the same time. and did not know. I have already five ahead. and congratulated me on my doing so well. a few thousands must come hundred dol s. it had abandoned me. did not present force or seriously. and I did not tell him I had abandoned my original occupation. things went on I pleasantly during the heyday of that speculative dream. seemed as if I were de ceiving him by receiving them. in the Not that my time was really entirely taken up new schemes. 281 not in earnest in soon the world discovers when man is what he is about. lie was not familiar with what I was about from day to day. Nor wood was deceived. so that I could not endure the tranquil uniformity of ordinary life. sand dollars out of the proceeds of the sale of the old house. so lie and we shall yet have between two and three thou says . My friends perceived the agreeable change in my appearance. besides the five hundred dollars of Alice I can at any time draw for what is necessary on Harley. the one I had selected required perhaps the most assiduous attention. so that I was soon spending at the rate of At two thousand dollars a year instead of fifteen hundred. The reader will not be surprised to learn that before Harley got ready to sail for Liverpool I had quite abandoned the occupation of note-broker.OF WALL - S TKEET a . But how was I to live. or And why ? I have already rather. However. but because attention to them absolutely unfitted me for any steady occupation. under any circumstances. Oh lars ! in all these various projects. and deals with him accordingly. Even Mr. I insensibly adopted a more generous style of living. Of all occupations. . It But his con gratulations embarrassed me. explained. meantime ? Even so serious a question did not itself in embarrass me.

282

UNDEK
I

C

UK

11

EXT

S

saw

was considered

to be in a prosperous way,

and

I really

fancied myself so.

If called on for the reason
I

why,

I

should

have waived the subject, for
I took,

could not give any.

however, some precautions, although Harley had repeatedly intimated I could rely on him for any tiling. I
seized an opportunity to explain to
in these various affairs

him that

my

embarking

quite prevented attention to any

His reply was every way satisfactory. fully comprehended it, he said, and supposed from what had he already told me, that I distinctly understood he was
regular business.

He

aware
relieve

my business would be sacrificed, and he intended to my mind on that head by authorizing me to draw on

him, pending negotiations, for what was necessary for the If the reader could have support of myself and family.

witnessed the kind manner and appreciative tone of Harley while making this communication, he would not wonder at
the effect

produced on me. Nothing could have been more generous, and such confidence did this man inspire by
it

his extraordinary address, that the failure of

any one of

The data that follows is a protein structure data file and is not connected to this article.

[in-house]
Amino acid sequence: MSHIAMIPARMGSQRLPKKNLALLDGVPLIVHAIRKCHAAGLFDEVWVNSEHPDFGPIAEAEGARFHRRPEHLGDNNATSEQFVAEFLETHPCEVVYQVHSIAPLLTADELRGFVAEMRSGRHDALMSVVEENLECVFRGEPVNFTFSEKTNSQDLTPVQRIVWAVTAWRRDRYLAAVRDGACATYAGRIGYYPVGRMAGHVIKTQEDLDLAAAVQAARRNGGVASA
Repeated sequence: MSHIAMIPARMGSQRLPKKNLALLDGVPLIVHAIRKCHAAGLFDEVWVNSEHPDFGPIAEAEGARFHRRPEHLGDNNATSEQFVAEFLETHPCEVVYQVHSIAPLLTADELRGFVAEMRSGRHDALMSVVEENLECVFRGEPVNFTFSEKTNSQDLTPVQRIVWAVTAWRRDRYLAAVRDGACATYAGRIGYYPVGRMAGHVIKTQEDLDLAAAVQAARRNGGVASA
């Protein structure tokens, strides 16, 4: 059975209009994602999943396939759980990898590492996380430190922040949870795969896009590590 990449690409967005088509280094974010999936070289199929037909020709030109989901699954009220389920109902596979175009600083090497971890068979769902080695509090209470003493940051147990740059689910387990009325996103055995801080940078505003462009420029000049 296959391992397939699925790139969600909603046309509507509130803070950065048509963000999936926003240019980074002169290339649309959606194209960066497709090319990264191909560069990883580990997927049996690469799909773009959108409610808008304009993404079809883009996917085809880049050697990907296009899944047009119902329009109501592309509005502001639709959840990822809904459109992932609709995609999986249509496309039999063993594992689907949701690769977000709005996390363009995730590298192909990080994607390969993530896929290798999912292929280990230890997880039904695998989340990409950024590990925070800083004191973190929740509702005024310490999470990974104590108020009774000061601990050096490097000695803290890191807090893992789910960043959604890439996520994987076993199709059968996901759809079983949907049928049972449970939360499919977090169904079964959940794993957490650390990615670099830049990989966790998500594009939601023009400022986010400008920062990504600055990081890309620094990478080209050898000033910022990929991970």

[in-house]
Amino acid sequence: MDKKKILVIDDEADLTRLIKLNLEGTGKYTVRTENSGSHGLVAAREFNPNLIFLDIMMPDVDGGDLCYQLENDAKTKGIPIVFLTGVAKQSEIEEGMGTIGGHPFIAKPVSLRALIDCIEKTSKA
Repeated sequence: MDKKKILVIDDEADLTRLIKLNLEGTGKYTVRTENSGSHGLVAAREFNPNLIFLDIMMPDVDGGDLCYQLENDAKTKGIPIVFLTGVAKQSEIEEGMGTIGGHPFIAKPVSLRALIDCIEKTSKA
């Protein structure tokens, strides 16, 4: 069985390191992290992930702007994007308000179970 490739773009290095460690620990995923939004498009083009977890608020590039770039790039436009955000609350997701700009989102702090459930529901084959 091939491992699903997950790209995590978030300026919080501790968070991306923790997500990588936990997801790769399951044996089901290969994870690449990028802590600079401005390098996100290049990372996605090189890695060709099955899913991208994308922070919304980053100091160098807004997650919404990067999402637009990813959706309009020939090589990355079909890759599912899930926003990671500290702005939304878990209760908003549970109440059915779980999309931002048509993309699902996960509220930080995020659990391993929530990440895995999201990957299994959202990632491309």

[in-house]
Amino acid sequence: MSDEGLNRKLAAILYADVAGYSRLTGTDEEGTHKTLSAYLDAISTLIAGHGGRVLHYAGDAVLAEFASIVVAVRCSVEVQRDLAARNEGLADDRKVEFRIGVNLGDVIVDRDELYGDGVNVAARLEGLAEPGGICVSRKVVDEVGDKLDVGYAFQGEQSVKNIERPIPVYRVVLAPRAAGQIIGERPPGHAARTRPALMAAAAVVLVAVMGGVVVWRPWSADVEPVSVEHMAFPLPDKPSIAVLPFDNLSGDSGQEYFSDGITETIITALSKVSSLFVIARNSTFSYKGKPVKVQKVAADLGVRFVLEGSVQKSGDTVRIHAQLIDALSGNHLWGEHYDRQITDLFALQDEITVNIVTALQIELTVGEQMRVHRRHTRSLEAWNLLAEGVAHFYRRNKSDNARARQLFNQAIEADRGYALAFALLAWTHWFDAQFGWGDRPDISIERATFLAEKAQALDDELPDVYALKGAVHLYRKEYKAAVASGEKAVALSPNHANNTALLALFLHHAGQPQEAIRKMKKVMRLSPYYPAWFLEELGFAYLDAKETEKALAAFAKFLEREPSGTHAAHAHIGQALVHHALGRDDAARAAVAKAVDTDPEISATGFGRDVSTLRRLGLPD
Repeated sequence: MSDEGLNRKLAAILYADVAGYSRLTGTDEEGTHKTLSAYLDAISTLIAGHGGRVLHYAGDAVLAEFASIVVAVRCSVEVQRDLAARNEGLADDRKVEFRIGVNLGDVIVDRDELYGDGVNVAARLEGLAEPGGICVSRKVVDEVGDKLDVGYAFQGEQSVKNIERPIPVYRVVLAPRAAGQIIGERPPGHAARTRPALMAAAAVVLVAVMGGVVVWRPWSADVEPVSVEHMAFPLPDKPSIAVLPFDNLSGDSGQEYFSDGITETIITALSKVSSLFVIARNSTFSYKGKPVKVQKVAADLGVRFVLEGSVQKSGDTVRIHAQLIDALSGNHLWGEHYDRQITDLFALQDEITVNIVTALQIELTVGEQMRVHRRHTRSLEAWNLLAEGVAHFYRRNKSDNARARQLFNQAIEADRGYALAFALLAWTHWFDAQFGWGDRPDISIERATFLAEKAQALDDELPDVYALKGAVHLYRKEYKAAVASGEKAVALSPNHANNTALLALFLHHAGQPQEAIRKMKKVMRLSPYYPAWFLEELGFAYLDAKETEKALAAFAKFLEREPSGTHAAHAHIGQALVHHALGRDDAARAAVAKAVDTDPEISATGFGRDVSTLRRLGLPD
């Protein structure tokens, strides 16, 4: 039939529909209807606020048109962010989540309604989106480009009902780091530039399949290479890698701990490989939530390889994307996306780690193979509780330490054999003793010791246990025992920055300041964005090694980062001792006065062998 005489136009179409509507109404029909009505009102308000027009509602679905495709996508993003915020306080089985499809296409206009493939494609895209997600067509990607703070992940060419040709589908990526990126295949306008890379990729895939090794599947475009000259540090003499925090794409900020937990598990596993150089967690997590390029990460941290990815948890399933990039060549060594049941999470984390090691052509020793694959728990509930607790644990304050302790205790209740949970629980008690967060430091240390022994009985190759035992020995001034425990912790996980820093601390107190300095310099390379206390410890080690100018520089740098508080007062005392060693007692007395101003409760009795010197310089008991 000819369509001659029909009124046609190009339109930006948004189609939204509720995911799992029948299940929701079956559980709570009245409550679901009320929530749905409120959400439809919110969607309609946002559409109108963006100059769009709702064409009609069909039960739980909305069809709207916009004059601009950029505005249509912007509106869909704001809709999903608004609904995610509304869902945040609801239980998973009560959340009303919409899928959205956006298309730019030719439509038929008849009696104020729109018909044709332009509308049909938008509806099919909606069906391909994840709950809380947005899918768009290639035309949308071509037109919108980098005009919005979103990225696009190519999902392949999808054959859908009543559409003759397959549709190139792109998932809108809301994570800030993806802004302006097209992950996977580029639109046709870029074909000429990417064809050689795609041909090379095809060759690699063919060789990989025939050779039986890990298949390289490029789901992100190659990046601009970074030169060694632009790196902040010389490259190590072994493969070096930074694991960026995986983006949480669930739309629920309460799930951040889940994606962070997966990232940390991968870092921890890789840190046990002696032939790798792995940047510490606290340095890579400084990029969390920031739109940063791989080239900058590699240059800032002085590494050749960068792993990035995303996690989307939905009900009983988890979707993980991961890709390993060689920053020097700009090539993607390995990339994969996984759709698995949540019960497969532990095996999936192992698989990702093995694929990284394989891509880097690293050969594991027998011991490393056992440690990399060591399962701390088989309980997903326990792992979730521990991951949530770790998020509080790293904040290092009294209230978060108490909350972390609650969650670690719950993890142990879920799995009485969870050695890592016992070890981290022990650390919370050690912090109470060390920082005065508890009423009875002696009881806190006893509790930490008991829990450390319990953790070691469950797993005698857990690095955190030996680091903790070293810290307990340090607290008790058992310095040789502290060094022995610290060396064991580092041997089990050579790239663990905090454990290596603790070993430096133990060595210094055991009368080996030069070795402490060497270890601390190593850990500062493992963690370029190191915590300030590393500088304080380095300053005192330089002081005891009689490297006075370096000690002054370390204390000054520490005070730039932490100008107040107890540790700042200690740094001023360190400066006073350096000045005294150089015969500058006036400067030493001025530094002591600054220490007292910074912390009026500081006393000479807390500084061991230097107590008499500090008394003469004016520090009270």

his

plans seemed impossible

that

is

the word, impossible.

I

now home were happy again. Oh how I or distrait.
!

felt at ease with respect to the future.

My

days at

I

was no longer absent-minded

did enjoy that period of repose

from anxiety and apprehension.

OF WALL-STREET.

283

CHAPTER
IT was not
till

XXII.

HARLEY ABROAD.
February of the new year (1849) that
sail for

Harley was quite ready to
tion to have
all

Europe.

His determina
shape

his

documents

in unexceptionable

before presenting them to the capitalists over the water,

But at length every paper was in order. of Exemplifications public documents, certified copies from
led to the delay.

public records, elaborately-drawn powers of attorney duly

executed and acknowledged, and properly authenticated said Har both by the English and French consuls
("

for,"

"

ley,
filled

I

may
s

decide to operate in Paris as well as

London"),

a large, substantial, iron-bound box, to us the true
stone, the real elixir for transmuting into gold.

philosopher

Prior to Harley s departure, I refunded him the money which he had left in my charge and which I knew he relied on for immediate expenses. He would take no interest,

although I had received not only interest, but several
missions, from
its

com

touching the it will never
"

employment. He even apologized for You know," he observed, money at all. do for me to go out to London in any other
"

character than that of a

man

of wealth.

A

poor devil

is

John Bull
hits in

s

special abhorrence.
still

Notwithstanding
it is

his severe

America, he

believes

the place to realize for
habits,

tunes.

And on

account of his

own prudent

he can

t

284

UNDERCURRENTS
why
if

understand

we
So

live like

nabobs,
take

we

should not be

as rich as nabobs.

I

shall

my

wife with
;

me

to

London

;

hire a

handsome furnished house
:

open spacious

offices in

the city

set

up

my brougham

with a spruce tiger

in livery,

and drive into town

at precisely the

same moment

of time every morning, and leave just
afternoon.

as precisely every
;

This will show several things
;

that I

am

a very

independent fellow
punctilious,

You
as if

shall

very punctual and therefore a thorough man of business. he added after a pause, in which it seemed see,"

that I

am

as well as

he were contemplating himself descending from his and marching carriage in the neighborhood of the bank,

with an easy, much-at-home air into his office, you see, my friend," he repeated, nodding complacently,
that very
soon."

"